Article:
The Energy Matrix
A Science Ebook e-zine
Spring 200
List of all editions

Green Stimulus Projects

The energy matrix examines the full spectrum of future energy sources and associated problems.  It is meant to be a thought provoking publication for students who will be our future technocrats, engineers, and physicists.  We will include concepts such as solar, DG, CHP and concepts that are not practical today such as ice engines.  Send Comments to


Go to Summer 2007 Edition

Green Stimulus Package

President Barack Obama has said that he wants to fund projects that promote green or alternative energy starting day one of his administration. New Green Energy projects like transmission lines for Wind or Solar power will take years to plan and litigate.  No one wants power transmission lines in their back yard even if the back yard is the desert.  

This article is not about the controversies surrounding alternative energy.  However, recognizing that the bickering will continue makes it clear that only old technology that is already in use, can provide employment for those who are out of work.  Yet, I never hear of these projects in the mass media or in political debates. Yet their are many old proven technologies that save energy and can reduce energy consumption or produce more energy. 

The best projects to fund on day one are the ones that were started yesterday.    

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Corn Solar Collectors

The United States is looking at ethanol from corn as a renewable source of energy. The ethanol gets its energy from corn and the corn gets its energy from the sun.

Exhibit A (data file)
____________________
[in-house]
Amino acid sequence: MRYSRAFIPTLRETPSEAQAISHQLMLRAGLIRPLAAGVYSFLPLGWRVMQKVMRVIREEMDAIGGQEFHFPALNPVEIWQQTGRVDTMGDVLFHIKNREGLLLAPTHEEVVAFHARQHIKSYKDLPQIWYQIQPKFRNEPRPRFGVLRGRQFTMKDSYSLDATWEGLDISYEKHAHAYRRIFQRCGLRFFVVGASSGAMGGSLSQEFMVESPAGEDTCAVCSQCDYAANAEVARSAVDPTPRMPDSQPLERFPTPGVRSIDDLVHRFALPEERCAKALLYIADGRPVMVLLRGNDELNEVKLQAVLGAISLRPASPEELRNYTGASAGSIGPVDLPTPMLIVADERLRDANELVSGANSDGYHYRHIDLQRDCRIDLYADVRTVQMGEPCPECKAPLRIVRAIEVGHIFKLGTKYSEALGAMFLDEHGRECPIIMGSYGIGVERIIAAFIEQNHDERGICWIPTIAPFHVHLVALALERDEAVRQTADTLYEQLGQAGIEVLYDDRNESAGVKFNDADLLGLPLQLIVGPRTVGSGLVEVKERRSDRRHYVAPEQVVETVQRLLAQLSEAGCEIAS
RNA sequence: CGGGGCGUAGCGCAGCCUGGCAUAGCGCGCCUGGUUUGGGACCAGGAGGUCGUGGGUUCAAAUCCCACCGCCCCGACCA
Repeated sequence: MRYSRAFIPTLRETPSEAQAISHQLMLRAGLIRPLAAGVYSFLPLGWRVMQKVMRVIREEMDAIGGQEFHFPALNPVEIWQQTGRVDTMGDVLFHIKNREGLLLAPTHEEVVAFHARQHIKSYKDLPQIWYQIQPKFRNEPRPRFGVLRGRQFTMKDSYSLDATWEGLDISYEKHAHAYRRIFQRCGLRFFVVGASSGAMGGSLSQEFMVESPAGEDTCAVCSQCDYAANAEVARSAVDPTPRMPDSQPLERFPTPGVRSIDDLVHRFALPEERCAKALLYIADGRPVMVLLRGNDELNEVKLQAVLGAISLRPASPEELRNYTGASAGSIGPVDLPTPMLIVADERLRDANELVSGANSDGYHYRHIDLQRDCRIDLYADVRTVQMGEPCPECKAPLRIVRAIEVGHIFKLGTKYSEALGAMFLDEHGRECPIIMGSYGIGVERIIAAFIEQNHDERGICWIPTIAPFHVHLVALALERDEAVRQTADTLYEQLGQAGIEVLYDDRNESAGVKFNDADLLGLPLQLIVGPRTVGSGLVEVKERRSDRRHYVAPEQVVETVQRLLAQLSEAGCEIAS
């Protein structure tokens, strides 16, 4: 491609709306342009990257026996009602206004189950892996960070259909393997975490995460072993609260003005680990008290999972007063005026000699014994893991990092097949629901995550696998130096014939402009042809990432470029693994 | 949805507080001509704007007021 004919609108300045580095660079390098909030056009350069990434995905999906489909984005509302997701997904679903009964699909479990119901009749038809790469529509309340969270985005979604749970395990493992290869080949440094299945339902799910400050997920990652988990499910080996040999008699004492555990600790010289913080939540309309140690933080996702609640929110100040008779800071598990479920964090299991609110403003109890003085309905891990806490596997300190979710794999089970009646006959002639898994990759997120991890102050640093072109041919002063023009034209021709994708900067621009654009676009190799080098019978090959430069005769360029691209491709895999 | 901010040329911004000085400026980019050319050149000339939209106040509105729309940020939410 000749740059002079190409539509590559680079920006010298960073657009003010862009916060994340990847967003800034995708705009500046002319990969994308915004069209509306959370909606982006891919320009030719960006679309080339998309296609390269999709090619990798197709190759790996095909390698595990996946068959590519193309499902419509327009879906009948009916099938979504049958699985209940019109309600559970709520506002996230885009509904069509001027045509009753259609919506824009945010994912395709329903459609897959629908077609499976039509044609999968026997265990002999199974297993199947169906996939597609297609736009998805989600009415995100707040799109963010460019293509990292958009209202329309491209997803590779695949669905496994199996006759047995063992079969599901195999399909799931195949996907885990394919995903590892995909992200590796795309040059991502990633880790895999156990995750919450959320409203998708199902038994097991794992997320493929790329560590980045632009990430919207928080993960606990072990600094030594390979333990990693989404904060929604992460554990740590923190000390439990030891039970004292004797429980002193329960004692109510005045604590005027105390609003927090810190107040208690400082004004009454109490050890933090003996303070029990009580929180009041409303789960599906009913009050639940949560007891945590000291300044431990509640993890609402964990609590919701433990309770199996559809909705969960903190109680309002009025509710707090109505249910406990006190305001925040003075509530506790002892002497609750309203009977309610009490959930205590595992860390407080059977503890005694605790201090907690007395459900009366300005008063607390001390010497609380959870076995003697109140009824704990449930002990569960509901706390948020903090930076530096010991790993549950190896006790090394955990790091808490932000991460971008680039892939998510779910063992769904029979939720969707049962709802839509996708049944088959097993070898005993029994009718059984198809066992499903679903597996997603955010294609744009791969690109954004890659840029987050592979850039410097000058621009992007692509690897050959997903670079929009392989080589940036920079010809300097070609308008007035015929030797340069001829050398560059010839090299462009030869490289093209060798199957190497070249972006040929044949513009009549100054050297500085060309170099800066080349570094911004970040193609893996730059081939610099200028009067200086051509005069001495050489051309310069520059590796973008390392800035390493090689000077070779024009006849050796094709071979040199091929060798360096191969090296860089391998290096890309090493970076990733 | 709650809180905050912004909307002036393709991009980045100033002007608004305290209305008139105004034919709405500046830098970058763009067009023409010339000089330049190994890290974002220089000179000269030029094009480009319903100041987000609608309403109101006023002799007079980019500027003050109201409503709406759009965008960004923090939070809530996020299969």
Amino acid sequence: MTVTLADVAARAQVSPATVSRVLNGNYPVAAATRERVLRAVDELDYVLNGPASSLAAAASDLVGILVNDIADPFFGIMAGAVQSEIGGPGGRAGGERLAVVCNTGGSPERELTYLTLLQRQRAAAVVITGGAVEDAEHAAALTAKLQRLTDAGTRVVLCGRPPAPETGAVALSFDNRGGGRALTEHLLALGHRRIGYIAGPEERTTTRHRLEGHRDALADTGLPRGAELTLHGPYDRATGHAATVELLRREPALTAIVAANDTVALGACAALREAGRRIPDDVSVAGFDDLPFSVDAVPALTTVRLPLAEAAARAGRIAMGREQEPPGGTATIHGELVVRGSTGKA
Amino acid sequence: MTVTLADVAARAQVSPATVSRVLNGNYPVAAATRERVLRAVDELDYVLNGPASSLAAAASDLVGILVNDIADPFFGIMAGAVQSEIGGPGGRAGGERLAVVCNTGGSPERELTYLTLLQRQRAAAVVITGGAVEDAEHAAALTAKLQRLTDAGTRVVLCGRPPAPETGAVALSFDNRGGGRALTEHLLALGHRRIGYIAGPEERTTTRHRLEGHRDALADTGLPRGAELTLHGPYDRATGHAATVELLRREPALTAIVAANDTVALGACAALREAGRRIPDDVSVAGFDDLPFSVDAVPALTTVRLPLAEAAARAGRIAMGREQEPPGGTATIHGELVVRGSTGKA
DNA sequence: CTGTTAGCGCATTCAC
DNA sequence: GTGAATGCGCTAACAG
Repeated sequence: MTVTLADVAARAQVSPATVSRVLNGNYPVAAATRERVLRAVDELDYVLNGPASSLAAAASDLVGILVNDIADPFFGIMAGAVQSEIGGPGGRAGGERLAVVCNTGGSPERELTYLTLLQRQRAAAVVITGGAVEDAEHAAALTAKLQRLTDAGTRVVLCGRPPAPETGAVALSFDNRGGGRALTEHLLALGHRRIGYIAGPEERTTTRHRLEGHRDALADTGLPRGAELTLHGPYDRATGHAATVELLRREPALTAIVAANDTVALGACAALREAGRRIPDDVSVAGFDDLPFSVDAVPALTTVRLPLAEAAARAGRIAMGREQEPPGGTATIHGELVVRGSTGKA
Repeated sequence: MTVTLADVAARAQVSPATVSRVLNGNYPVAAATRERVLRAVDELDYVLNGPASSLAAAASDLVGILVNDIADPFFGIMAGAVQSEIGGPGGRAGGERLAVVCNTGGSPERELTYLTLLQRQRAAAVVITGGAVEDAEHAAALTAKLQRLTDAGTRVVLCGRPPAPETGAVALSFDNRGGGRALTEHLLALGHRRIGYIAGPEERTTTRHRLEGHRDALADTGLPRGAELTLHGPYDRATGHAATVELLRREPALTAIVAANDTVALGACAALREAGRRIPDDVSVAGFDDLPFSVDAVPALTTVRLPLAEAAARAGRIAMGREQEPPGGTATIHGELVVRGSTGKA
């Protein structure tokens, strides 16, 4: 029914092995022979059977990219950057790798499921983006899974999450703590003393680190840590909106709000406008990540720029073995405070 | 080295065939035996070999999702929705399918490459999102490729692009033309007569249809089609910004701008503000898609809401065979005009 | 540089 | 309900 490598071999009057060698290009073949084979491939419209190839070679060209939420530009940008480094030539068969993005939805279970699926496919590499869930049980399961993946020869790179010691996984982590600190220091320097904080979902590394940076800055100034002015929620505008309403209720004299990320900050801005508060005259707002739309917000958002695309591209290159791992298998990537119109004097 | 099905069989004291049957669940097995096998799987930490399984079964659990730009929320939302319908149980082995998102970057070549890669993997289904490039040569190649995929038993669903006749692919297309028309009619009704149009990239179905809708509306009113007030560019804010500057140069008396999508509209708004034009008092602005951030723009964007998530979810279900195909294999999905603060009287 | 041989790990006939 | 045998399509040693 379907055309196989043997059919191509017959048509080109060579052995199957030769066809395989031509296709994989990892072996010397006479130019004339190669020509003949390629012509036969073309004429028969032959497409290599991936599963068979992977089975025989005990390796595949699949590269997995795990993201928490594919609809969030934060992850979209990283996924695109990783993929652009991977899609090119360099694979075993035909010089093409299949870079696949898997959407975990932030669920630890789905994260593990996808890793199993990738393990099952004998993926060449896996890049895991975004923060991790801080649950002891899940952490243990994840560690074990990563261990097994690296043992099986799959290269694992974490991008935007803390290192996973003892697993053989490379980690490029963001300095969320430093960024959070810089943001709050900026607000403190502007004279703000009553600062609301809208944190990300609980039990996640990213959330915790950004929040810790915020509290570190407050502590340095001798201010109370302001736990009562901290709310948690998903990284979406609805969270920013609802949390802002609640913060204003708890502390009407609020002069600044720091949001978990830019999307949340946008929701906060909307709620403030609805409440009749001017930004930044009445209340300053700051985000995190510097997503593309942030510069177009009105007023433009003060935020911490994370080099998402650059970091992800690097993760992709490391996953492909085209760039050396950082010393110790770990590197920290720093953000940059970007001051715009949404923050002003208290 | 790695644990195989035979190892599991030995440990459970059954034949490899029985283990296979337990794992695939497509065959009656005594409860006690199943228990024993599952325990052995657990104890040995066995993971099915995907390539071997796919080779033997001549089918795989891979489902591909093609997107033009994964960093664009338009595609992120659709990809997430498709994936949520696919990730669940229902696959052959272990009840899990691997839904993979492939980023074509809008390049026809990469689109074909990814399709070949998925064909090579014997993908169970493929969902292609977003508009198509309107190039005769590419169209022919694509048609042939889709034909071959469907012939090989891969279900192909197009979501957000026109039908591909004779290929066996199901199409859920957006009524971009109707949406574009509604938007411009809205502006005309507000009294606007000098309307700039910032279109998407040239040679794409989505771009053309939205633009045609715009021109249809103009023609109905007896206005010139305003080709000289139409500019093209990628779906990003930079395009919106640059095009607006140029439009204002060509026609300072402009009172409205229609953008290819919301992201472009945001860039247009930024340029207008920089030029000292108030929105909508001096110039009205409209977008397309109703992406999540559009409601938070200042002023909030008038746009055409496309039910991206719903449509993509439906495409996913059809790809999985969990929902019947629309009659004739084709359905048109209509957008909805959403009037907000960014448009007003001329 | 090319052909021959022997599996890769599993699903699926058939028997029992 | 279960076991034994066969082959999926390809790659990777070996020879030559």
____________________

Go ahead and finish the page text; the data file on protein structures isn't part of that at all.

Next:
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Ice from Coal ( Alchemy?)

No, this article is about thermodynamics not alchemy.  Most people get their ice cubes from coal and water.  That is they get the electric power that turns water to ice from coal powered electric power plants.

At this point, I hope you anxious to know how many pounds ice can be made from a pound of coal, because I am going to tell you. 
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Storing Carbon Dioxide
Though the effects of green house gases are debatable ( if you disagree you make my point), one effect is certain the cost of generating electricity from fossil fuels is going up. This is not debatable because utilities have already spent money storing fossil gases and continue ...
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There are two "T" in Carnot
Thigh and Tlow
End Joke
Not Funny? Try to forget it.


Heat Storage and Carbon Dioxide.

Though much about carbon dioxide storage has yet to be determined, three things are certain, that is that these stores will be huge, dense, and have temperature. The quantity of carbon dioxide that will be stored will necessitate high compression, huge volumes, and useful temperature.  The reason I say that the temperature will be useful is that there is such a large range of temperature that could be useful. A store of dense gas at twenty degrees Centigrade above room temperature would be used by a CO2/Air radiator for room heating. Stored CO2 at twenty degrees centigrade below room temperature might work well for direct cooling  (blowing air over  tubes with circulating dense cold CO2). Circulation of dense CO2  at or near room temperature would be great source of heat for the evaporator of a heat pump in heating mode.  CO2 at the same temperature would a great source of cooling of a heat pump condenser when the heat pump was operating in cooling mode..

Above ground insulated tanks of CO2 could be used for peak heat of day heat storage for heating, or they could be used to store the cool of the night as a heat sink for cooling systems during the peak usage hours of the day.


Index for all Editions


Combined Heat & Power (CHP) 

DC Power Grid

District Cooling

Ethanol Viability

Hybrid Cars

Ice made with Coal

Ice Energy Density versus Battery

Heat Storage


Nuclear Energy

Solar Heat Storage in CO2

Solar Heat Storage in Water

Storing Carbon Dioxide

Stoves - Corn Burning

Stoves - Wood Pellet Burning

Stoves - Coal Burning

Tar Sand Oil


Yucca Mountain

Substituting Coal for Diesel

Compact Fluorescent Lights








Economic Stimulus Package